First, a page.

FEERER BACH HOUSE DESK COMMISSION | three piece walnut tansu desk for the Emil Bach House, a Frank Lloyd Wright national landmarked residence in Chicago, Illinois
The three piece Black Walnut Tansu Desk was commissioned in 2005 and delivered in summer of 2006 to the new owner of the Emil Bach House. As part of a total refurbishment of the residence, the desk was commissioned to fit with "the spirit of Wright's 1915 design and the use of materials consistent with the overall architectural theme." The desk is made of air dried black walnut and beech.
The desk is a work of original and contemporary craft, not a reproduction of Wright furniture designs, and yet incorporates the following features as befits the high standards being incorporated in the refurbishment of the Emil Bach House national treasure:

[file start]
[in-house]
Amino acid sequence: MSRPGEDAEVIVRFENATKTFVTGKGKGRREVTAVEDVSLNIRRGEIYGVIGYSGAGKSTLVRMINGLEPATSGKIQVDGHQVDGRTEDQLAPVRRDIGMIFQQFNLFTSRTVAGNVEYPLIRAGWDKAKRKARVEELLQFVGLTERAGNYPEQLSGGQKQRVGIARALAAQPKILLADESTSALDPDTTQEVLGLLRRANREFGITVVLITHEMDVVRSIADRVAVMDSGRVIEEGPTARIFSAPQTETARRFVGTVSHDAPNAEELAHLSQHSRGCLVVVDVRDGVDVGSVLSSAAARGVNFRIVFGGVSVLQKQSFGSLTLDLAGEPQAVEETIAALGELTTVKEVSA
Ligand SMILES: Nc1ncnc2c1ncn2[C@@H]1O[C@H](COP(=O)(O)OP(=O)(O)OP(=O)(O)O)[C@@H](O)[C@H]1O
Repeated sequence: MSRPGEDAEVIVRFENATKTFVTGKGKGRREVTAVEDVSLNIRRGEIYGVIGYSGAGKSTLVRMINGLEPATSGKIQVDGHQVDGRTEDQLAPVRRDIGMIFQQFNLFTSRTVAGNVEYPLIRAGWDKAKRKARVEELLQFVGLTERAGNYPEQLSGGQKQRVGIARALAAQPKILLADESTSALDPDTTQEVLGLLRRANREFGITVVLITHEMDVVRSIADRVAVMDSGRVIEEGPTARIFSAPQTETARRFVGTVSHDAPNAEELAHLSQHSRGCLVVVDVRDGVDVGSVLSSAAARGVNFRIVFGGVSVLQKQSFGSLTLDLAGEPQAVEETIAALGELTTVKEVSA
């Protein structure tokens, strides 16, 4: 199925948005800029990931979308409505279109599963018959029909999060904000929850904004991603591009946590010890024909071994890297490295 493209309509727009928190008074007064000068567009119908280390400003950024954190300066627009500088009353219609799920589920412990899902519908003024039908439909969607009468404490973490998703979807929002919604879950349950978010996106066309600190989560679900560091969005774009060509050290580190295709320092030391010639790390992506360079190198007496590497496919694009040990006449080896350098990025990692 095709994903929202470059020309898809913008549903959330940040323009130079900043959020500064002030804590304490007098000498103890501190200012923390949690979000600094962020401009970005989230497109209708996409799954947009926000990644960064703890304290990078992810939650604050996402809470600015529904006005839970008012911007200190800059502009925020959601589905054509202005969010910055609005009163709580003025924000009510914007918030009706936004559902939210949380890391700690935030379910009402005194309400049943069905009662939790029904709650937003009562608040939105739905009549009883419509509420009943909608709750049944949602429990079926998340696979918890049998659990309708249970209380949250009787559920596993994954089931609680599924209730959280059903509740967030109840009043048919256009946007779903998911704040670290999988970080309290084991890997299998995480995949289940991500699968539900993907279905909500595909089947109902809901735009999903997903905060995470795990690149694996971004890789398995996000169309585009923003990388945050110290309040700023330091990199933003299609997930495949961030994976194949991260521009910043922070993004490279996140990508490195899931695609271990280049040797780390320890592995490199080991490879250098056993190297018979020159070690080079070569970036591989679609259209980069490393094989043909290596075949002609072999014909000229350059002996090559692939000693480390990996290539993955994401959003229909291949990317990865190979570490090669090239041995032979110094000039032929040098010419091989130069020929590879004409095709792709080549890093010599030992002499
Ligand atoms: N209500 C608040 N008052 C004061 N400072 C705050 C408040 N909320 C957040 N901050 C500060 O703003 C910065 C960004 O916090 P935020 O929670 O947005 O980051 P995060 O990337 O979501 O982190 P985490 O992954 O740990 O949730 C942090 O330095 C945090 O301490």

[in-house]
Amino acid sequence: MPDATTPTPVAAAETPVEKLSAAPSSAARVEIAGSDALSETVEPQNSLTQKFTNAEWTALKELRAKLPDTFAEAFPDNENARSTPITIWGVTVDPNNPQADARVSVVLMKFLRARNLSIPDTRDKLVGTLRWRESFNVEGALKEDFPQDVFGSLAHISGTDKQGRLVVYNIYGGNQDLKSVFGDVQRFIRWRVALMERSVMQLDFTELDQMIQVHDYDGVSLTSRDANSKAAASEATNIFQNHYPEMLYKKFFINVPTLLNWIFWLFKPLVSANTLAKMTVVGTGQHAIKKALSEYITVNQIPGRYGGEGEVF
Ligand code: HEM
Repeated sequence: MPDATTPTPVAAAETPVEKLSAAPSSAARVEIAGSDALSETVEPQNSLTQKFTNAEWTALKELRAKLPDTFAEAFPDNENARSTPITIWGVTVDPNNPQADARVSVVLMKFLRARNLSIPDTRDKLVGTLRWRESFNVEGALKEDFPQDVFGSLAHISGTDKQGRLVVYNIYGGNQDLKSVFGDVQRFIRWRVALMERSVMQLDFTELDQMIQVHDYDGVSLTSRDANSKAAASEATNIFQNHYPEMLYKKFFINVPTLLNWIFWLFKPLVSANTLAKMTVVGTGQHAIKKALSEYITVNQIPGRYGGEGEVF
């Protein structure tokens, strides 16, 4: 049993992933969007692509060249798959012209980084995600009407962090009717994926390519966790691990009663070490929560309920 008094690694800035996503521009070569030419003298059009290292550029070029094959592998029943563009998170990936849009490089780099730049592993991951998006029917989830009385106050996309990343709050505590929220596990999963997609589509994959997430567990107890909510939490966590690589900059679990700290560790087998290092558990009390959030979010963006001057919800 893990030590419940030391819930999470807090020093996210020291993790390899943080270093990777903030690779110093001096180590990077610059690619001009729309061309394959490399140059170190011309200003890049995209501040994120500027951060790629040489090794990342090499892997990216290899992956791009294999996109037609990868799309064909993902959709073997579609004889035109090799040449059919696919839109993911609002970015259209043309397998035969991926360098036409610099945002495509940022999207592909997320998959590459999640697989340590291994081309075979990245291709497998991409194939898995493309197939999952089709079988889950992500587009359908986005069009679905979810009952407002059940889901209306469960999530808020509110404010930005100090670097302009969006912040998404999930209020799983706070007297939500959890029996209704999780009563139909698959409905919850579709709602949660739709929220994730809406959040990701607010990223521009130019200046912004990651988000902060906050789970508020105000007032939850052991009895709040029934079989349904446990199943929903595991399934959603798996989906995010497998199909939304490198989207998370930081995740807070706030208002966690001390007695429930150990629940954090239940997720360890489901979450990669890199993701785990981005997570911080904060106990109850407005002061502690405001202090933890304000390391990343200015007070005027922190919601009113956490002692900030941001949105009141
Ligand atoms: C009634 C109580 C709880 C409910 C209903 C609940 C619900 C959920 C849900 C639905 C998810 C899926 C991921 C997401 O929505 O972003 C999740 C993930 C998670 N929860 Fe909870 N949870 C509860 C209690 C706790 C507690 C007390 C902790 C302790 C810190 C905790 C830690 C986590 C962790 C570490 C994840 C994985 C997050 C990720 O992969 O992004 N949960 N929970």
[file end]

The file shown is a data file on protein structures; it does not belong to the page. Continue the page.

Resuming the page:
- Wright's use of bands of casement windows 'wrapping around corners' is reflected in the two checked drawer fronts in that the checks 'wrap around the corner' into the drawer sides.
- The color scheme of the Bach House -- cream walls and Cherokee red trim -- is complimented in the reddish air dried black walnut and the cream accents of the sap wood and beech sun disk.
- Matching wood selection: all the interior trim and original built in furniture of the Bach House are walnut; the floors are beech.
- Walnut folklore: while it may or may not be true that all the walnut was cut from the same tree, it is certain that 100% of the walnut for the desk came from the same tree. This allowed the boards used in all the major surfaces of the desk to be book matched.
- The beech 'sun disk' can be linked to Wright's use of a yellow interior paint color he named 'sunshine.'
- Wright liked to weave a unifying motif throughout a house, giving them a quality of being 'cut from one piece of goods.' The book-matched boards from this desk were literally milled from one tree.
- The caning on the sliding doors, which conceal files, marries the desk to the chair, a duplicate of a chair from the original dinette set designed by Wright for the Bach house.